Trump Sticks With Pack for Broadcasting Chief

The president re-nominated the conservative filmmaker after Corker, Menendez blocked him last year

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January 17, 2019

President Trump has re-nominated documentary filmmaker Michael Pack to lead the nation's taxpayer-funded global broadcasting operation, which was created to counter propaganda from repressive regimes but critics say has lost its focus and needs reform.

Trump's decision to tap Pack once again for the post in the new Congress demonstrates the president's commitment to bringing new direction to the U.S. Agency for Global Media (USAGM), which has an annual budget of $680 million and oversees the Voice of America and related media outlets.

Pack, a documentary filmmaker who previously served as a Corporation for Public Broadcasting executive and director of the film and television service of the former U.S. Information Agency, is a senior fellow at the conservative Claremont Institute and its Review of Books.

With conservative Sen. James Risch (R., Idaho ) newly installed as the chairman of the Foreign Relations Committee, Pack is expected to win confirmation after Sen. Bob Menendez (D., N.J.) and former Sen. Bob Corker (R., Tenn.) held up the nomination last year.

Corker, who was the Foreign Relations chairman at the time, and Menendez also led an unsuccessful effort late last year to pass a bill designed to diminish the power of the USAGM post before Pack took the helm.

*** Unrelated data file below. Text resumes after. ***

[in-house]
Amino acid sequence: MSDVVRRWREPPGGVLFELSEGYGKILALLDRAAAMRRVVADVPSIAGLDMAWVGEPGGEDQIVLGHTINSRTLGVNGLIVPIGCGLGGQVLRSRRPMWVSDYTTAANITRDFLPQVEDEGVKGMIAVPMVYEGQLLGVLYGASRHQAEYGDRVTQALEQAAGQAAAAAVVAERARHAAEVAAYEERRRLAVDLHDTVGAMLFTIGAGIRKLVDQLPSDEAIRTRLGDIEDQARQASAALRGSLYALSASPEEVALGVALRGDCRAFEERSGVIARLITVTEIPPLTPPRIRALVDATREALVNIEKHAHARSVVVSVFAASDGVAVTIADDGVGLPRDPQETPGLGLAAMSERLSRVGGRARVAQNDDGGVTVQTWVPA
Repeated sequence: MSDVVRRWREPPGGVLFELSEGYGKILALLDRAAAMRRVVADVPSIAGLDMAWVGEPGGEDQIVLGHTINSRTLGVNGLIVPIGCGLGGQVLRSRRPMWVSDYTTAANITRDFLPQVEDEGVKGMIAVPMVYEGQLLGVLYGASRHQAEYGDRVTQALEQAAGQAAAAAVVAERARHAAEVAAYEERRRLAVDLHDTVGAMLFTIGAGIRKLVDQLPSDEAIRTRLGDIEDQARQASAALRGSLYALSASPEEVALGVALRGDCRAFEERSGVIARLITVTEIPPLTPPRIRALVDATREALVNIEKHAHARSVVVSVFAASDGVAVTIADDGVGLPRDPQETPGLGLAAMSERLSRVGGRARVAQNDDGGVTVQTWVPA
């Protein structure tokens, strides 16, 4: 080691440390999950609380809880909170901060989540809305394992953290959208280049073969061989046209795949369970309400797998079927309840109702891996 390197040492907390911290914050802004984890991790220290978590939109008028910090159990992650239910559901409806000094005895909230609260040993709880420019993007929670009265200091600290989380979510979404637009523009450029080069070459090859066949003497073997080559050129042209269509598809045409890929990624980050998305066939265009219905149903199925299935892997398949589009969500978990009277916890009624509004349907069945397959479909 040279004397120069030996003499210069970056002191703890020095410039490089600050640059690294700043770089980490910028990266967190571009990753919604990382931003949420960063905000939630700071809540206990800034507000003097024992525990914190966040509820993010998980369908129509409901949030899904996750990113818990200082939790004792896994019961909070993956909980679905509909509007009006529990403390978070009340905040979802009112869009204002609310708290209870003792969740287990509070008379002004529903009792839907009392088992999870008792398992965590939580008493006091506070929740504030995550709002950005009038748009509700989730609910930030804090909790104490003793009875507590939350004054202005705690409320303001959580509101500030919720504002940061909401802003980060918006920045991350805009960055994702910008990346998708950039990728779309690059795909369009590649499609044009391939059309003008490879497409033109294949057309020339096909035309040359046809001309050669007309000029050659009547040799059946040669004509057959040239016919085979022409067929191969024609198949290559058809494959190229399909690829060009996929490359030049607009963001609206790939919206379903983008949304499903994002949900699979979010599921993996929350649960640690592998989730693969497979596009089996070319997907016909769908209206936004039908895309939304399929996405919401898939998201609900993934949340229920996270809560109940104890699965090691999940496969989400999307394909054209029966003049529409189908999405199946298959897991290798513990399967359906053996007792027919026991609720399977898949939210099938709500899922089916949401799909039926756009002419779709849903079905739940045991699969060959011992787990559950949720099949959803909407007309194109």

Both efforts were part of intense partisan battle over what reforms are necessary to re-focus the USAGM on its propaganda-countering mission. Conservative critics believe the agency has completely lost its way and in recent years has become nothing more than another liberal-leaning news outlet akin to NBC or CNN, only taxpayer-funded.

Under Pack's direction, liberal critics say they are worried that Trump officials could get too involved with USAGM operations and it could become a megaphone for the administration and pro-Trump propaganda vehicle.

They cite his ties to former White House adviser Steve Bannon as cause for concern. The two worked together on two documentaries, but supporters say Pack would in no way be beholden to Bannon, especially after his failing out with Trump.

Conservative supporters of new leadership at the broadcasting agencies say most of the current top officials, who were appointed by President Obama, and their liberal backers are worried that the coverage will cease to tilt leftward and will no longer highlight and prioritize explicitly anti-Trump coverage.